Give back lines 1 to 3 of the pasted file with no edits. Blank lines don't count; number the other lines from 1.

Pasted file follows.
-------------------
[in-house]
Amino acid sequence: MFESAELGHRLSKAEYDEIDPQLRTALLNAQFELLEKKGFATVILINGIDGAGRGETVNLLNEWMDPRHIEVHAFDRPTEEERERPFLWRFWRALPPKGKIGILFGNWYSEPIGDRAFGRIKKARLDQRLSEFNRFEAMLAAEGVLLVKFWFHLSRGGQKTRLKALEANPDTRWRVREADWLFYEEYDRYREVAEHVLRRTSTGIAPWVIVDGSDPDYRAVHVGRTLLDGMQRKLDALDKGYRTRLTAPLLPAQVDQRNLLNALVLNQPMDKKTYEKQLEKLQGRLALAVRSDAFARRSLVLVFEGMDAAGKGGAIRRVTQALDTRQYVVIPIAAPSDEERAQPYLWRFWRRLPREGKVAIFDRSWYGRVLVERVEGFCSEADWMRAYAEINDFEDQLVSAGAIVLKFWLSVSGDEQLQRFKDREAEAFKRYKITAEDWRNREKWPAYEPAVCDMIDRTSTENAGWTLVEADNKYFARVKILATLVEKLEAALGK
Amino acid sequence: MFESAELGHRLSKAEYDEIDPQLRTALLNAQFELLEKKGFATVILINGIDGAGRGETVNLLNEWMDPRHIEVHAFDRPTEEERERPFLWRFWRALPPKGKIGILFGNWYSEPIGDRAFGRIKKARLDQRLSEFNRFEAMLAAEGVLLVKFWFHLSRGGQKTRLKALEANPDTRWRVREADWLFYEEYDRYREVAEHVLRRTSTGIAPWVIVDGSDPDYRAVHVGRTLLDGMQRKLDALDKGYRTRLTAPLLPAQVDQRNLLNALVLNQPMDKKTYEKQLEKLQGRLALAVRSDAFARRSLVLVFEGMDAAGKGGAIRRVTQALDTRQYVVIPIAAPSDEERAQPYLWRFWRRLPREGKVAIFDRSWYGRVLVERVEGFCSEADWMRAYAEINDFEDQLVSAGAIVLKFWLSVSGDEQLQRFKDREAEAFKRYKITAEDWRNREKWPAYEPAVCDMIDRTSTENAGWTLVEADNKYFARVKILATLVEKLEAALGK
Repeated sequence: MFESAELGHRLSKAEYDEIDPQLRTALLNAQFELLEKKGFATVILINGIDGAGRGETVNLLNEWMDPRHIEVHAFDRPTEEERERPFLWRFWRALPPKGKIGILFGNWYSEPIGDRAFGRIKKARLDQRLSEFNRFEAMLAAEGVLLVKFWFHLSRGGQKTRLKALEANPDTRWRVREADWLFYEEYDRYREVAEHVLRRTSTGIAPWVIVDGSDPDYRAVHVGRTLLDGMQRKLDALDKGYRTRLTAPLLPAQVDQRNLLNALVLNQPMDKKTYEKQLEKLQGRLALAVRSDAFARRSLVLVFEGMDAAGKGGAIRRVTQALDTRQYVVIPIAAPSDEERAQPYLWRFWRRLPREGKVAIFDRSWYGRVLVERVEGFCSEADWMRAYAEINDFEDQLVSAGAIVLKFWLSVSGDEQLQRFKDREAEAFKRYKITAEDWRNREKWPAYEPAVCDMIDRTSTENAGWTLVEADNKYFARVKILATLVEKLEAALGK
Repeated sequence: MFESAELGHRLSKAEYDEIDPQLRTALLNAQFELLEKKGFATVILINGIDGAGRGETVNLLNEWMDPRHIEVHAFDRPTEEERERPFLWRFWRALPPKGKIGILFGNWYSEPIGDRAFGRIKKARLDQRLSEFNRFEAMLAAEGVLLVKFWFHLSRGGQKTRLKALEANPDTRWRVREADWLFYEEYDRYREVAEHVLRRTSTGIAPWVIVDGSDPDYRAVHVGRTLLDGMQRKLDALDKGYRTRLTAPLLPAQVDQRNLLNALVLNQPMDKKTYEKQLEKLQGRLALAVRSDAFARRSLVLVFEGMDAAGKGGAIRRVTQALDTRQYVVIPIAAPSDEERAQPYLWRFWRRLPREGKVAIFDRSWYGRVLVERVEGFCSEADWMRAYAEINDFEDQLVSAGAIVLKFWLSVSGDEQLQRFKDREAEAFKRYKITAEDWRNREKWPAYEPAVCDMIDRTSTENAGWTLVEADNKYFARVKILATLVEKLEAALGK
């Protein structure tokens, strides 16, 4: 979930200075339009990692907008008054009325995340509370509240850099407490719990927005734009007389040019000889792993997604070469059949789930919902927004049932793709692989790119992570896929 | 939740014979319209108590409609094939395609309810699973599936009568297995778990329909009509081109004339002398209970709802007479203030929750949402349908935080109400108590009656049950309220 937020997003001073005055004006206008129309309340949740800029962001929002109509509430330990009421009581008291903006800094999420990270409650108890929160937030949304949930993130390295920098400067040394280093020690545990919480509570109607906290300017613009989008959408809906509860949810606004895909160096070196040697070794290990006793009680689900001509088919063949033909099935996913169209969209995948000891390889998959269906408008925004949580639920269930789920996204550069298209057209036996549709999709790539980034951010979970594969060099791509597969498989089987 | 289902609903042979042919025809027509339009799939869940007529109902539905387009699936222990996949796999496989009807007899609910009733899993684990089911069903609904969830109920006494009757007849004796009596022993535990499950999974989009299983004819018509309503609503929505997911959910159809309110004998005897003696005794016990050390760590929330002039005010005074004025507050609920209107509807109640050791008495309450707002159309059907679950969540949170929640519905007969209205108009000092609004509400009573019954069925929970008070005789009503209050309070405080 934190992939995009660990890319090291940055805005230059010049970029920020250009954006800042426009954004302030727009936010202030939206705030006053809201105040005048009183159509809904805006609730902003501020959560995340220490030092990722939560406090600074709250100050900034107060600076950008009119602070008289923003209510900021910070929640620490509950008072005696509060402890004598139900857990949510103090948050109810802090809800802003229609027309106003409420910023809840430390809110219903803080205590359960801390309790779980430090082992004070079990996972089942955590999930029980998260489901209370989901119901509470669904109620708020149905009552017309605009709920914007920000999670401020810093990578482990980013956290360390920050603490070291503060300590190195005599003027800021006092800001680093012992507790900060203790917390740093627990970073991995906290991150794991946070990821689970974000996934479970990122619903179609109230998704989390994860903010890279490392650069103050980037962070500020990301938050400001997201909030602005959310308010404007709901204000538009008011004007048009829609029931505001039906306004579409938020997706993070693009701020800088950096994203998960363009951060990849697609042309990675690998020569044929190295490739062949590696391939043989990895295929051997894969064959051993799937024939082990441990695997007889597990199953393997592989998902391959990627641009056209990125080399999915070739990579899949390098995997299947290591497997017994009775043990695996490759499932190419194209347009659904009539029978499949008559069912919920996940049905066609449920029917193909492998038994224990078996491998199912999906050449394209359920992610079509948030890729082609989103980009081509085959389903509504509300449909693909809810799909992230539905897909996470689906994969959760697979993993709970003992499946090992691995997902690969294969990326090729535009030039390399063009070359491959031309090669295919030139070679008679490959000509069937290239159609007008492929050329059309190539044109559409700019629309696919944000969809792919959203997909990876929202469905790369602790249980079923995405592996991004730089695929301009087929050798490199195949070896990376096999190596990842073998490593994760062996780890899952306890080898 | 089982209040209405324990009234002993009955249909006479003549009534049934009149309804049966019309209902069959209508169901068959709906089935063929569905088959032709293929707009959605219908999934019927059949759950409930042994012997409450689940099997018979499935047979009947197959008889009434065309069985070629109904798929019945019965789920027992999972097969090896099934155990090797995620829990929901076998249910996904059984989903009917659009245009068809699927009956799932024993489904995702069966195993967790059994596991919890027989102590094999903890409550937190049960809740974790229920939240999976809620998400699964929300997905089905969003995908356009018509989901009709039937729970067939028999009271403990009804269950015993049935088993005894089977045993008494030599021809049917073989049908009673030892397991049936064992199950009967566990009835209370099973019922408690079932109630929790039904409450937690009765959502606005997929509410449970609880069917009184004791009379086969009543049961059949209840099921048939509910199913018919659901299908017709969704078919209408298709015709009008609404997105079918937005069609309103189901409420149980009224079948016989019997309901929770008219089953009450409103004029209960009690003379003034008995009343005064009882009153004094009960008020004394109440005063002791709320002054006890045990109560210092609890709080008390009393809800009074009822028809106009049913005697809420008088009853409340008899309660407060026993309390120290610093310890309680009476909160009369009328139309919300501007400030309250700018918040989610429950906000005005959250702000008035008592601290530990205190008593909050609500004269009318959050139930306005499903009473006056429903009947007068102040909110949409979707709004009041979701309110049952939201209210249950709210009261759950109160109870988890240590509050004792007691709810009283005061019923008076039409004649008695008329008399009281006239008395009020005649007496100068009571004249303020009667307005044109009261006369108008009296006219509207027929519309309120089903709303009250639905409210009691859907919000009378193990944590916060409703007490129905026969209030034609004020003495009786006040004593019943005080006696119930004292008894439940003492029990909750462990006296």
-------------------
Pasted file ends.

[in-house]
Amino acid sequence: MFESAELGHRLSKAEYDEIDPQLRTALLNAQFELLEKKGFATVILINGIDGAGRGETVNLLNEWMDPRHIEVHAFDRPTEEERERPFLWRFWRALPPKGKIGILFGNWYSEPIGDRAFGRIKKARLDQRLSEFNRFEAMLAAEGVLLVKFWFHLSRGGQKTRLKALEANPDTRWRVREADWLFYEEYDRYREVAEHVLRRTSTGIAPWVIVDGSDPDYRAVHVGRTLLDGMQRKLDALDKGYRTRLTAPLLPAQVDQRNLLNALVLNQPMDKKTYEKQLEKLQGRLALAVRSDAFARRSLVLVFEGMDAAGKGGAIRRVTQALDTRQYVVIPIAAPSDEERAQPYLWRFWRRLPREGKVAIFDRSWYGRVLVERVEGFCSEADWMRAYAEINDFEDQLVSAGAIVLKFWLSVSGDEQLQRFKDREAEAFKRYKITAEDWRNREKWPAYEPAVCDMIDRTSTENAGWTLVEADNKYFARVKILATLVEKLEAALGK
Amino acid sequence: MFESAELGHRLSKAEYDEIDPQLRTALLNAQFELLEKKGFATVILINGIDGAGRGETVNLLNEWMDPRHIEVHAFDRPTEEERERPFLWRFWRALPPKGKIGILFGNWYSEPIGDRAFGRIKKARLDQRLSEFNRFEAMLAAEGVLLVKFWFHLSRGGQKTRLKALEANPDTRWRVREADWLFYEEYDRYREVAEHVLRRTSTGIAPWVIVDGSDPDYRAVHVGRTLLDGMQRKLDALDKGYRTRLTAPLLPAQVDQRNLLNALVLNQPMDKKTYEKQLEKLQGRLALAVRSDAFARRSLVLVFEGMDAAGKGGAIRRVTQALDTRQYVVIPIAAPSDEERAQPYLWRFWRRLPREGKVAIFDRSWYGRVLVERVEGFCSEADWMRAYAEINDFEDQLVSAGAIVLKFWLSVSGDEQLQRFKDREAEAFKRYKITAEDWRNREKWPAYEPAVCDMIDRTSTENAGWTLVEADNKYFARVKILATLVEKLEAALGK